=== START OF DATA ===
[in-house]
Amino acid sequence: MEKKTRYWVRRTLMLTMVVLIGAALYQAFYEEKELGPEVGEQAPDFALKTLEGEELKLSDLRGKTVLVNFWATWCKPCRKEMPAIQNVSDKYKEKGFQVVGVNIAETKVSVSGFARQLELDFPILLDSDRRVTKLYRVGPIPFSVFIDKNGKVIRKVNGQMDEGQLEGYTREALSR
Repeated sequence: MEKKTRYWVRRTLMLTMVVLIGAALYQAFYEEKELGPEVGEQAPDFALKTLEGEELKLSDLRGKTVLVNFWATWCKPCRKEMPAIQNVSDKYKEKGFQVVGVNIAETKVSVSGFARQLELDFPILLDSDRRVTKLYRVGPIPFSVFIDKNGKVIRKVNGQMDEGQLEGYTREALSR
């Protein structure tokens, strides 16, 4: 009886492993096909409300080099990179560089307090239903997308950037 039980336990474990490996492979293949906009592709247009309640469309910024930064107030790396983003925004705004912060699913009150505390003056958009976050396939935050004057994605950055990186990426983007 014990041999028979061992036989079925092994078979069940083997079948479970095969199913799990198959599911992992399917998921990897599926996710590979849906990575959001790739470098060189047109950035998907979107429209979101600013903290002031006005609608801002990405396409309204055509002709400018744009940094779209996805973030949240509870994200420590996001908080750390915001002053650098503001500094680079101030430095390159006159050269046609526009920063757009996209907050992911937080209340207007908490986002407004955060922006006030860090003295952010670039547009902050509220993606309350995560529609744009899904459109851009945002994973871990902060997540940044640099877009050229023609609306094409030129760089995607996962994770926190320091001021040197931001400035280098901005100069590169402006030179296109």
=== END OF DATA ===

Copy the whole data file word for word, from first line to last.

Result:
[in-house]
Amino acid sequence: MEKKTRYWVRRTLMLTMVVLIGAALYQAFYEEKELGPEVGEQAPDFALKTLEGEELKLSDLRGKTVLVNFWATWCKPCRKEMPAIQNVSDKYKEKGFQVVGVNIAETKVSVSGFARQLELDFPILLDSDRRVTKLYRVGPIPFSVFIDKNGKVIRKVNGQMDEGQLEGYTREALSR
Repeated sequence: MEKKTRYWVRRTLMLTMVVLIGAALYQAFYEEKELGPEVGEQAPDFALKTLEGEELKLSDLRGKTVLVNFWATWCKPCRKEMPAIQNVSDKYKEKGFQVVGVNIAETKVSVSGFARQLELDFPILLDSDRRVTKLYRVGPIPFSVFIDKNGKVIRKVNGQMDEGQLEGYTREALSR
């Protein structure tokens, strides 16, 4: 009886492993096909409300080099990179560089307090239903997308950037 039980336990474990490996492979293949906009592709247009309640469309910024930064107030790396983003925004705004912060699913009150505390003056958009976050396939935050004057994605950055990186990426983007 014990041999028979061992036989079925092994078979069940083997079948479970095969199913799990198959599911992992399917998921990897599926996710590979849906990575959001790739470098060189047109950035998907979107429209979101600013903290002031006005609608801002990405396409309204055509002709400018744009940094779209996805973030949240509870994200420590996001908080750390915001002053650098503001500094680079101030430095390159006159050269046609526009920063757009996209907050992911937080209340207007908490986002407004955060922006006030860090003295952010670039547009902050509220993606309350995560529609744009899904459109851009945002994973871990902060997540940044640099877009050229023609609306094409030129760089995607996962994770926190320091001021040197931001400035280098901005100069590169402006030179296109």